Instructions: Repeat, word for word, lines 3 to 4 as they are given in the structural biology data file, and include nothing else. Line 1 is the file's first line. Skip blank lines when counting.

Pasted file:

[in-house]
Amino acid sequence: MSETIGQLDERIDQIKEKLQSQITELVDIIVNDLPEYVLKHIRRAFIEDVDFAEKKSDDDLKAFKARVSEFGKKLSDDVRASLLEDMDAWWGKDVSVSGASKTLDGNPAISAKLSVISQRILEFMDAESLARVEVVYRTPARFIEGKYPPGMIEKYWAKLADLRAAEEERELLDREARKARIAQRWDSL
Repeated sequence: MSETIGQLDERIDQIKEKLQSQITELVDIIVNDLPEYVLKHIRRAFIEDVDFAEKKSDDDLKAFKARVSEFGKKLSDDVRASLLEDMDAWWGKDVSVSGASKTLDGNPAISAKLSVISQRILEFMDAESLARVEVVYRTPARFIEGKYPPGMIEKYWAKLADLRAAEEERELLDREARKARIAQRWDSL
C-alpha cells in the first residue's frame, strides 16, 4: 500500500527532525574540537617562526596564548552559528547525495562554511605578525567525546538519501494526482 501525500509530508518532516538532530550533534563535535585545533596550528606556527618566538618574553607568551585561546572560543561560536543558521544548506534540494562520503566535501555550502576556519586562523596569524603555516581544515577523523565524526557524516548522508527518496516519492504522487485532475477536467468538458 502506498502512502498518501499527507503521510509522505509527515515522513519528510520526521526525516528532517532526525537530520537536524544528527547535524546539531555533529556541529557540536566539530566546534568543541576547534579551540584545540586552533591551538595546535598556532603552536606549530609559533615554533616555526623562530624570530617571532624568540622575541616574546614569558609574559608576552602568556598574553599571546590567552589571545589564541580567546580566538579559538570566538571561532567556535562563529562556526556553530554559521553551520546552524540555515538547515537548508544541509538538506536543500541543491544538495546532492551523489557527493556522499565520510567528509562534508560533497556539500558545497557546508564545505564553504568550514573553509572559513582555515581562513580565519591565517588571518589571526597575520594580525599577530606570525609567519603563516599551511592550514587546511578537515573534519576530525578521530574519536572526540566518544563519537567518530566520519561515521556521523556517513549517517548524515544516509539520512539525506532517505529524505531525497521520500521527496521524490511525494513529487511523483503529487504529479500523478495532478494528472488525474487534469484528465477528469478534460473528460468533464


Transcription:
Repeated sequence: MSETIGQLDERIDQIKEKLQSQITELVDIIVNDLPEYVLKHIRRAFIEDVDFAEKKSDDDLKAFKARVSEFGKKLSDDVRASLLEDMDAWWGKDVSVSGASKTLDGNPAISAKLSVISQRILEFMDAESLARVEVVYRTPARFIEGKYPPGMIEKYWAKLADLRAAEEERELLDREARKARIAQRWDSL
C-alpha cells in the first residue's frame, strides 16, 4: 500500500527532525574540537617562526596564548552559528547525495562554511605578525567525546538519501494526482 501525500509530508518532516538532530550533534563535535585545533596550528606556527618566538618574553607568551585561546572560543561560536543558521544548506534540494562520503566535501555550502576556519586562523596569524603555516581544515577523523565524526557524516548522508527518496516519492504522487485532475477536467468538458 502506498502512502498518501499527507503521510509522505509527515515522513519528510520526521526525516528532517532526525537530520537536524544528527547535524546539531555533529556541529557540536566539530566546534568543541576547534579551540584545540586552533591551538595546535598556532603552536606549530609559533615554533616555526623562530624570530617571532624568540622575541616574546614569558609574559608576552602568556598574553599571546590567552589571545589564541580567546580566538579559538570566538571561532567556535562563529562556526556553530554559521553551520546552524540555515538547515537548508544541509538538506536543500541543491544538495546532492551523489557527493556522499565520510567528509562534508560533497556539500558545497557546508564545505564553504568550514573553509572559513582555515581562513580565519591565517588571518589571526597575520594580525599577530606570525609567519603563516599551511592550514587546511578537515573534519576530525578521530574519536572526540566518544563519537567518530566520519561515521556521523556517513549517517548524515544516509539520512539525506532517505529524505531525497521520500521527496521524490511525494513529487511523483503529487504529479500523478495532478494528472488525474487534469484528465477528469478534460473528460468533464